The new 2.0 colour scheme is quite understated and naturally the hazing makes colours look a bit more cloudy so I wouldn’t say this is the most vibrant HD image, but there are times of bold colour and the blu-ray handles them very naturalistically. Speaking of which, the contrast and brightness levels seem very well balanced and consistent between the original content and the 2008 additions. Some scenes are definitely on the dark side but that seems to be the intent, and back levels and shadow detail are very solid. Encoding uses the AVC codec with an average video bit-rate of 22.90Mbps. For the most part compression is very solid with only trace amounts of tiny blocking being noticeable in motion, but given the hazing some intrusive banding creeps into the image on one too many occasions. Thankfully, what doesn’t creep into the image are any Edge Enhancements - there are some dark halos around certain characters and objects, but this is down to the shadow cast from the front animation cel on the background drawings.
Manga have included enough audio options to suit viewer needs, you can choose either the original Japanese or an English dub in both LPCM 2.0 and DTS-HD MA 6.1. Ghost in the Shell was originally shown theatrically back in 1995 in Dolby Stereo, but Version 2.0 release was shown theatrically in Dolby Digital EX and DTS-ES, so technically the Japanese DTS-HD MA 6.1 track is the “original” track for this title. It’s an excellent track; the new audio remaster is a corker and completely eliminates most of the ravages that time inevitably brings to any audio master. There’s hardly any background hiss at all and dialogue is particularly smooth and crisp. Bass levels are aggressively meaty with only a slight perception of looseness that might suggest this is a near-15yr old film. The action sequences have impressive depth to them, with each sound effect sounding suitably distinct, and these excellent dynamics also do wonders for the evocative score. The remix is extremely expressive and the directionality is excellent so all of your speakers will be given plenty to do.
The Japanese LPCM 2.0 track understandably sounds slightly less expressive in just every single area: Volume levels are lower, bass is less weighty, sound effects are a touch less defined in the mix; and of course the sound stage isn’t nearly expressive – especially when it comes to rear sounds. However, if the DTS-HD track is a no go for you then this LPCM 2.0 presentation does a very good job of its own. Comparing the English dub tracks to their Japanese counterparts reveals the English LPCM 2.0 to be more restrained than the Japanese, but the English DTS-HD 6.1 track is actually a pretty good match for the Japanese track. The big difference between the English and Japanese tracks is that the dialogue is never at the same volume level in the mix.
Optional English subtitles are included, with no spelling or grammatical errors I can recall.
ExtrasA small but worthwhile selection of extra features await for you on this disc. I’ll just run through the most substantial features individually:
GITS Original Movie: Manga have included the 1995 version of the film on this disc, and if you’ve seen the screenshots taken from this presentation above then you can see that unfortunately they have not opted to us the high-quality HD master that was struck for the Japanese Blu-ray release in 2007. Instead they’ve used an old, poor quality tape master to produce an absolute stinker of a transfer that, although presented in 1080i, will not offer any more detail than a particularly lousy DVD transfer. The problems with the transfer are legion: Massive amounts of shimmer is a constant nuisance - as is cross-colouration, the image is blurry and there appears to be some form of vertical streaking going on in the print, which is perhaps down to some form of video grain. Compression is AVC with a low average bit-rate of 17.00Mbps but there is so much blocking in the image down to the source that it’s hard to say if the encode itself is poorly compressed or not. Very thick edge enhancement halos are omnipresent and so thick that they’re almost as substantial as the animation lines themselves. On top of all this contrast and brightness levels are a bit dodgy so both whites and black levels are quite poor.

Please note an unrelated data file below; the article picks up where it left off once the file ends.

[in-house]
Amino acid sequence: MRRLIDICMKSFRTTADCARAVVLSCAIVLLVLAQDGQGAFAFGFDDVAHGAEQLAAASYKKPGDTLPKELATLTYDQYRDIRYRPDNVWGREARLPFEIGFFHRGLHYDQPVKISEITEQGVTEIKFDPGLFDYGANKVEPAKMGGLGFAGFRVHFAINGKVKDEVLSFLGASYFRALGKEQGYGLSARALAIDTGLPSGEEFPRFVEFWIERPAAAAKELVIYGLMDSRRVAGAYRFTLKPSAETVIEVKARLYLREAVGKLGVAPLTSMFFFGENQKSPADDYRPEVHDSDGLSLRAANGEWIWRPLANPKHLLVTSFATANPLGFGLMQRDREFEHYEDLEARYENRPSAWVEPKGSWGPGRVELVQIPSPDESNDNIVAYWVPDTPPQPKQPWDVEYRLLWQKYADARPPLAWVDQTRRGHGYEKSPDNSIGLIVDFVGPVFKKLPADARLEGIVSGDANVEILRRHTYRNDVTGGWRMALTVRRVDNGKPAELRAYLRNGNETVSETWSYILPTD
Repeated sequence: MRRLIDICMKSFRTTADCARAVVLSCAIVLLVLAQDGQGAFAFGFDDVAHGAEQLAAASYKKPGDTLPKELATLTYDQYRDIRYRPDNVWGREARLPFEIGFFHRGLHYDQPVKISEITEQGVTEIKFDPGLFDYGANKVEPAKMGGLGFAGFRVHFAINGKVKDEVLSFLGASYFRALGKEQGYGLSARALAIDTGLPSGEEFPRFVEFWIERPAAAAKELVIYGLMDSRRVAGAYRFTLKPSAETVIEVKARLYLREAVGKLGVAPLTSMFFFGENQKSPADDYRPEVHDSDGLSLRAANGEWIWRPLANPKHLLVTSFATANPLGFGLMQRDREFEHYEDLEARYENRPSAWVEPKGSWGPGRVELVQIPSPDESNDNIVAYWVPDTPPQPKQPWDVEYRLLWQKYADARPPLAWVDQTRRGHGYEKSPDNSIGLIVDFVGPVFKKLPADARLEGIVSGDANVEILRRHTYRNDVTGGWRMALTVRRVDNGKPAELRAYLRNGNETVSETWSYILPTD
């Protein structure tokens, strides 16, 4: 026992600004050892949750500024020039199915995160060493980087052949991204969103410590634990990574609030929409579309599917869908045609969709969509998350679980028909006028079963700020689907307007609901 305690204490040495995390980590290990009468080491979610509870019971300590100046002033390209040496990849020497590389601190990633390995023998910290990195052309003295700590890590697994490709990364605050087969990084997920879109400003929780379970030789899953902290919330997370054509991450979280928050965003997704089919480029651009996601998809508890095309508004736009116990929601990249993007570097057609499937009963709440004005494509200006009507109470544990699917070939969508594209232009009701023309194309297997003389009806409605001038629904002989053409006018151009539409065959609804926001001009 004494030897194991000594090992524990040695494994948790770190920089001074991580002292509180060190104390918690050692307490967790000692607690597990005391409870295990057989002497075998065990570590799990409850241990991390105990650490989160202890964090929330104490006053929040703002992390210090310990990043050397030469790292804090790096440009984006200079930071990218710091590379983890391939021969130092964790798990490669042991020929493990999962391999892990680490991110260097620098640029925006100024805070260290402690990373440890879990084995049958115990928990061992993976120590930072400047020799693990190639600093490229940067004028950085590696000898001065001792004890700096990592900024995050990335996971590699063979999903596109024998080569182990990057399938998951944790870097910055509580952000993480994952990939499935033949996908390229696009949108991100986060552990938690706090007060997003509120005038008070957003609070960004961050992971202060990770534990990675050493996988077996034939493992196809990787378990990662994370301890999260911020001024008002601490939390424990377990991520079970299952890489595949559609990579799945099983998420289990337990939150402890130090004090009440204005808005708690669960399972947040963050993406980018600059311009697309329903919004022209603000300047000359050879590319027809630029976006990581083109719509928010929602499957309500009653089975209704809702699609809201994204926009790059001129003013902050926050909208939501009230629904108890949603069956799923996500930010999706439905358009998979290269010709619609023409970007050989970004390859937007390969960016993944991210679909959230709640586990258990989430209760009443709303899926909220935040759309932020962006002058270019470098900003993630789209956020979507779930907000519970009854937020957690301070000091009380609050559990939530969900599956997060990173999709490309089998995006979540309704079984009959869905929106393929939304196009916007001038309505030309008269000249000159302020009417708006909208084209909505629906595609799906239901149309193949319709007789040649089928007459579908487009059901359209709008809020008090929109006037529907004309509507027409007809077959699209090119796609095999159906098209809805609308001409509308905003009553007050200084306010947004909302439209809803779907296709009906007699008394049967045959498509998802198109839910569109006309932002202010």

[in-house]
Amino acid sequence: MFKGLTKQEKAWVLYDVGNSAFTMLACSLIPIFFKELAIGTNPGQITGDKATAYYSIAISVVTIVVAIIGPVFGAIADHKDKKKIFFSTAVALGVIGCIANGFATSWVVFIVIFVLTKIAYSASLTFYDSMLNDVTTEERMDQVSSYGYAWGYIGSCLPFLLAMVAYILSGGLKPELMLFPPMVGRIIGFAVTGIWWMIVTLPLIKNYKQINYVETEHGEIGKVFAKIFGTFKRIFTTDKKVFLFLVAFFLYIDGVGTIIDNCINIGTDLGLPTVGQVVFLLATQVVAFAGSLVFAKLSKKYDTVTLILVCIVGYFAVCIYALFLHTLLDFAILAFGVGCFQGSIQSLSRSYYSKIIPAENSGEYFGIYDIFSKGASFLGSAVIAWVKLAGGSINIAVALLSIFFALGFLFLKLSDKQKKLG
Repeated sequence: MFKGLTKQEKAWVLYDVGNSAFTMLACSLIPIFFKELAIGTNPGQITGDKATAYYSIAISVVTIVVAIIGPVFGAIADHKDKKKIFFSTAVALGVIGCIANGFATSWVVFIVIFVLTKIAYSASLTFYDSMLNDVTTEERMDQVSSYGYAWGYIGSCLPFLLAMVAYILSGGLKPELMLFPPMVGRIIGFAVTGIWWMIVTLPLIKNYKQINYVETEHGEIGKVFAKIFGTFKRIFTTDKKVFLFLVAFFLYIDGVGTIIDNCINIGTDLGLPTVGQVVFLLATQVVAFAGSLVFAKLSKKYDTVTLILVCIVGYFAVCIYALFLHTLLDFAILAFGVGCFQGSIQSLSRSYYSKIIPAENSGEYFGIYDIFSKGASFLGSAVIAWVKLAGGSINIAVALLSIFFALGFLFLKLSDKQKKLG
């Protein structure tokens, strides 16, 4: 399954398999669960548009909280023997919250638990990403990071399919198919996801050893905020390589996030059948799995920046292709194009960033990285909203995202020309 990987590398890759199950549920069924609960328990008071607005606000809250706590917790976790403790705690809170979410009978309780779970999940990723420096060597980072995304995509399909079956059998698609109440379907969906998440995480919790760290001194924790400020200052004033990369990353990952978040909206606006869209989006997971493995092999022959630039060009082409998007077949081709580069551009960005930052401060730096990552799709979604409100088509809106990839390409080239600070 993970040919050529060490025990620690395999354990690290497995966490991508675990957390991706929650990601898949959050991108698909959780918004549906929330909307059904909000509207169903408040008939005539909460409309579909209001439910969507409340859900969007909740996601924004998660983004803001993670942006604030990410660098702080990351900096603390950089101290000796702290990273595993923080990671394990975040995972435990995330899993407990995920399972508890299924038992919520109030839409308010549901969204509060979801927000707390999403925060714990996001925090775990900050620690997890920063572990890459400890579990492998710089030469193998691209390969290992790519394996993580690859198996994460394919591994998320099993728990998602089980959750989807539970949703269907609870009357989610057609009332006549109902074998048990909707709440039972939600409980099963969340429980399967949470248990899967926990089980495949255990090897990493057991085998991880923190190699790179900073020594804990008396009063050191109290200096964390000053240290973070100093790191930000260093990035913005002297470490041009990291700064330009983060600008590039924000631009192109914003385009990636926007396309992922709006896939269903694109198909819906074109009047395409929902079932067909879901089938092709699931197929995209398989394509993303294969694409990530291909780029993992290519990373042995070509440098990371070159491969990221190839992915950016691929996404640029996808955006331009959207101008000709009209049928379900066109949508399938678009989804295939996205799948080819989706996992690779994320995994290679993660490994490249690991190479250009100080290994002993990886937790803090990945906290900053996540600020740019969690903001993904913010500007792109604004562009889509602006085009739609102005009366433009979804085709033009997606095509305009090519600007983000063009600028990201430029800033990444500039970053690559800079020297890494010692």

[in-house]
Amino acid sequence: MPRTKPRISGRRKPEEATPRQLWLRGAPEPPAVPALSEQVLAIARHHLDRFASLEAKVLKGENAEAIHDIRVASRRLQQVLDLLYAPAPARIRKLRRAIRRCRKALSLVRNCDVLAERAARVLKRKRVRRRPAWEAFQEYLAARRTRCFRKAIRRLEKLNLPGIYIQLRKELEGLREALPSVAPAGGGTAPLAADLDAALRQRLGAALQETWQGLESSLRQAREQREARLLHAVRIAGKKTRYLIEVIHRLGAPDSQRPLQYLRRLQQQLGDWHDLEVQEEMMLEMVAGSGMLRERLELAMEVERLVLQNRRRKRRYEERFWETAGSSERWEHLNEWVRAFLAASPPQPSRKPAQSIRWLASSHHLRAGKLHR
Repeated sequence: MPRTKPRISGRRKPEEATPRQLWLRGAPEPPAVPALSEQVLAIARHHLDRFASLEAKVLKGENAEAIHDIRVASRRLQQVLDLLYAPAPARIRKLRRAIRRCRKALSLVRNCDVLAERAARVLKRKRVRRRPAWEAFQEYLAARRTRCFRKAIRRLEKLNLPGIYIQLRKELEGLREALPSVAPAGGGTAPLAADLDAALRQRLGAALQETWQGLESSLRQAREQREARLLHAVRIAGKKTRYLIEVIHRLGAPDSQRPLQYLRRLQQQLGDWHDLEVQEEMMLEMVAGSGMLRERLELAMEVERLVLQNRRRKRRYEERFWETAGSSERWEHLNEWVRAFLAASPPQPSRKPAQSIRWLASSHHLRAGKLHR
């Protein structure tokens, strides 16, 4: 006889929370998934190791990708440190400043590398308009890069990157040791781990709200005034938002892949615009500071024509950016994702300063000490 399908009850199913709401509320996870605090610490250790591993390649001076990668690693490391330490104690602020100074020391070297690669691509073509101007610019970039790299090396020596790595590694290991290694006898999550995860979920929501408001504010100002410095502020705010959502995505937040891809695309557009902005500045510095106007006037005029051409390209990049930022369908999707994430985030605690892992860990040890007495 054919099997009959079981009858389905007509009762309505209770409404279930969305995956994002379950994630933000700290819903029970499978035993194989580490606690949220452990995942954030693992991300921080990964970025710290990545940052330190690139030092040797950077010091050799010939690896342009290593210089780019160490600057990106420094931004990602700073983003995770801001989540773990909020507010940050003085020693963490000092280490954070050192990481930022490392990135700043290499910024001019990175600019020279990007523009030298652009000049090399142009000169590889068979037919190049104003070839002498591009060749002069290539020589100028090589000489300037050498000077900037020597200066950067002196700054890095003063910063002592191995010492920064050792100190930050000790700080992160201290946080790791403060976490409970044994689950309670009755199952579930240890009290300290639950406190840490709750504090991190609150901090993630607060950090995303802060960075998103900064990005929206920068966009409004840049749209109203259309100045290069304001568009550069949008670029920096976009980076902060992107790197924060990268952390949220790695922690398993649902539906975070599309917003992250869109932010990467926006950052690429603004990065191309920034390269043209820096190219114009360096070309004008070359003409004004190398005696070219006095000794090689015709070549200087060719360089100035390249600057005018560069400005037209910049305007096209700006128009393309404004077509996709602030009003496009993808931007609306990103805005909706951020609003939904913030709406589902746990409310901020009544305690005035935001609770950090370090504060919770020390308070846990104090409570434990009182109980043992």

You don’t need to take my word for it, just take a look at any one of the screenshots in the Version 2.0 section to see a good chunk of the problems I’m moaning about. For audio you can choose between Japanese or English in LPCM 2.0, and as far as the Japanese track is concerned the quality of the audio is as poor as the transfer. The sound is very muffled, dialogue isn’t particularly clear and bass is both flat and very soft. The 2.0 presentation is just as flat and lifeless, but at least there’s very little in the way of hiss, mind you the audio levels are so low that it could just that. The English 2.0 track fares better, the volume level is much higher and while this has introduced lots more hiss into the audio, just about every other aspect of the sound is better than the Japanese track. It wo’t be winning any awards for sound quality any time soon though!
Optional English subtitles are included, with no spelling or grammatical errors I can recall.
Making of Ghost in the Shell – Production Report: A generic featurette that is too short to offer any real insight into the film’s production, but it does spend time with just about everyone who played an important role in the making of Ghost in the Shell so there is some interesting trivia to be found here.
Theatrical Trailer: Self-explanatory, presented in the similarly low-quality 1080i AVC as the Original Movie.
The remaining extra features are text based and provide some concise background information: Creator Biographies provides short biographies for Mamoru Oshii and Masamune Shirow, whilst Character Profiles and a Glossary reveal important information from the film.